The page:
4. Leave 20 messages a week after 9pm. This tactic may not make a lot of sense, but there is a clear strategy behind this one. The argument is based off of the premise that you will leave messages as part of your normal mode of prospecting (which I firmly believe in). So, leaving messages late in the evening tells your prospects that you are a workaholic. It tells them that you are willing to work late and during odd hours to get their business, as well as service their account. It also gets you comfortable talking to their voice mail and having a virtual discussion with them, even if it is one way. A by-product of this strategy is that you are likely the first message they get in the morning when they check their voice mail. Do this enough times and you are likely to get a return call from that prospect out of sheer respect for your efforts and late night workings (oh yeah, apologize and tell them that you were too busy during the day to call them during normal work hours and that’s why you are calling them so late…).
  5. Go completely against the grain- list all of the things that you would normally say in a cold call and say none of them in your calls. This tactic is a purely a play at differentiation. In a red ocean market, it is nearly impossible to make traction on cold calls. It’s also the case that nearly every tactic has probably been used. So, here is the chance to try new stuff by saying all of the things you normally would but don’t say any of it. For instance, instead of saying “my name is Kevin O’Brien with echogravity and I am calling you because my company provides marketing services for it staffing companies”, I might say “since I was having such a great day, I decided to pick up the phone and start cold calling and you were lucky enough to be on my list.” (Hopefully you get the idea…).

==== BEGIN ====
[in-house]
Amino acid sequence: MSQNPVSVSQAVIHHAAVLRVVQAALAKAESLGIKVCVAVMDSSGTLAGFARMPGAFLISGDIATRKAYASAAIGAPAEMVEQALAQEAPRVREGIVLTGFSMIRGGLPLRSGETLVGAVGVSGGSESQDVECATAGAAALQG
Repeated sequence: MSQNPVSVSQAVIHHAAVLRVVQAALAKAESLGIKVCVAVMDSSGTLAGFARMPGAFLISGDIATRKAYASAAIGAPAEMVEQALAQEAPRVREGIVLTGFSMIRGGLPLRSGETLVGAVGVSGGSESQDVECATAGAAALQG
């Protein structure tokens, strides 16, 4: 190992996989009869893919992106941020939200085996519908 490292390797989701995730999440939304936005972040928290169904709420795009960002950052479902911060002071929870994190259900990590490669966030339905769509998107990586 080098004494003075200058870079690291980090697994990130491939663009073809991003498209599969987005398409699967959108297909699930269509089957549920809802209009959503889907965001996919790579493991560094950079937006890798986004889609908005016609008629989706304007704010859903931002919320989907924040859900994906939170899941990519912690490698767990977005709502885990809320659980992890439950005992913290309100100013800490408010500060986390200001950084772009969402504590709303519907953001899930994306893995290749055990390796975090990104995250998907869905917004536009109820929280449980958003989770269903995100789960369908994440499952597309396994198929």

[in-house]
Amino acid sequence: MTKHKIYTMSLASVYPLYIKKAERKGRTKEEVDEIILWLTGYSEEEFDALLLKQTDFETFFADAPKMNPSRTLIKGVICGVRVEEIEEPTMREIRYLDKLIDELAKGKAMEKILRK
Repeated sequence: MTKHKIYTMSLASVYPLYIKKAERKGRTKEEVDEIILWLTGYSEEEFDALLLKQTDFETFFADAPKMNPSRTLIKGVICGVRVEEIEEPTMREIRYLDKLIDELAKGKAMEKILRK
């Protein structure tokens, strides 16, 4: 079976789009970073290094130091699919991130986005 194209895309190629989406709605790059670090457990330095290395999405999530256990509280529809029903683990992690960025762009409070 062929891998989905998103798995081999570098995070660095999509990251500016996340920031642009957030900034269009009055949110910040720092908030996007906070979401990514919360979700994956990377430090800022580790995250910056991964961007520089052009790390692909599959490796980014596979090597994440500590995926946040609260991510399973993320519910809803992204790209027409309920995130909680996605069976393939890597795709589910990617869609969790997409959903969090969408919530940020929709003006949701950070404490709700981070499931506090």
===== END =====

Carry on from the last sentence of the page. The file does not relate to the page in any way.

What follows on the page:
Cold calling is not an easy task, but it is required in some form with most types of businesses. At echogravity, we subscribe to warm calling and the use of inbound marketing to drive new opportunity. However, if your strategy does not include these marketing practices, try these cold calling concepts to see if they increase your productivity. Make sure to measure results before and after change to relocate those activities that drive better results.

And of course, if you start booking new meetings, make sure to download our nailing the first meeting ebook to learn how to make a great impression with your new prospect. And for you sales managers and executives out there, see if your team is full of sales champions and has the DNA for success. You might also be interested in our 10 Hidden Sales Metrics eBook as well.

Republished with author's permission from original post.

Kevin O'Brien
Kevin possesses a winning track record for transforming small market organizations into large thriving entities. His expertise exists in executive level business strategy for technology and software companies and has been responsible for outcomes that include leading organizational structure and growth, optimizing sales and marketing strategies, and driving the efficiency/effectiveness for entire corporate operations.